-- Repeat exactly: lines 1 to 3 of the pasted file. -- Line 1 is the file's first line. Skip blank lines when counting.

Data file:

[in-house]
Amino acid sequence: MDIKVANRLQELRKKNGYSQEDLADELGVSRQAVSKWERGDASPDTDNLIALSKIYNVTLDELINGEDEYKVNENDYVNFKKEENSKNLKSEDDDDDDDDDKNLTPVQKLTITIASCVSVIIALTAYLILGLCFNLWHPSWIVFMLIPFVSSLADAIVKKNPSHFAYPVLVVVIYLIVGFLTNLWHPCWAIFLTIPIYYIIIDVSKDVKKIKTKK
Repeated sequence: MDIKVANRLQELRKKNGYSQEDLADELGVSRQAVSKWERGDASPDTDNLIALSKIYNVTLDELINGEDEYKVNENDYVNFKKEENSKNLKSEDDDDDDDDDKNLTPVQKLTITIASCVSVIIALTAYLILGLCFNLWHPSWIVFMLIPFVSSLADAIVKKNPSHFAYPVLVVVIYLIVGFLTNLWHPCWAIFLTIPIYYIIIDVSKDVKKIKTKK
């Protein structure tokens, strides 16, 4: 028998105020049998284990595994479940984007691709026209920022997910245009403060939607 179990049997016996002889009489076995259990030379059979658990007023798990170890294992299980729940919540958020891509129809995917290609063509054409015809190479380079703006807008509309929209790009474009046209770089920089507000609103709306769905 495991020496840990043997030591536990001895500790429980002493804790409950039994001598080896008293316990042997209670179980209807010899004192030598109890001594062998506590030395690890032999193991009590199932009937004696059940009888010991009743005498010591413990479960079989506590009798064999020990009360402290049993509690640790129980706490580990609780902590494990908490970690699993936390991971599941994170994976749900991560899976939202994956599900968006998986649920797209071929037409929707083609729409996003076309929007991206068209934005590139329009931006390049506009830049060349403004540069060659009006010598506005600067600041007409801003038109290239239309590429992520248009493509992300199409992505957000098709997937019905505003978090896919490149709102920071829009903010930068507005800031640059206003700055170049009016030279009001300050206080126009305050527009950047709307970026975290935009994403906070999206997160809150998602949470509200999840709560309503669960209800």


[in-house]
Amino acid sequence: MDIKVANRLQELRKKNGYSQEDLADELGVSRQAVSKWERGDASPDTDNLIALSKIYNVTLDELINGEDEYKVNENDYVNFKKEENSKNLKSEDDDDDDDDDKNLTPVQKLTITIASCVSVIIALTAYLILGLCFNLWHPSWIVFMLIPFVSSLADAIVKKNPSHFAYPVLVVVIYLIVGFLTNLWHPCWAIFLTIPIYYIIIDVSKDVKKIKTKK
Repeated sequence: MDIKVANRLQELRKKNGYSQEDLADELGVSRQAVSKWERGDASPDTDNLIALSKIYNVTLDELINGEDEYKVNENDYVNFKKEENSKNLKSEDDDDDDDDDKNLTPVQKLTITIASCVSVIIALTAYLILGLCFNLWHPSWIVFMLIPFVSSLADAIVKKNPSHFAYPVLVVVIYLIVGFLTNLWHPCWAIFLTIPIYYIIIDVSKDVKKIKTKK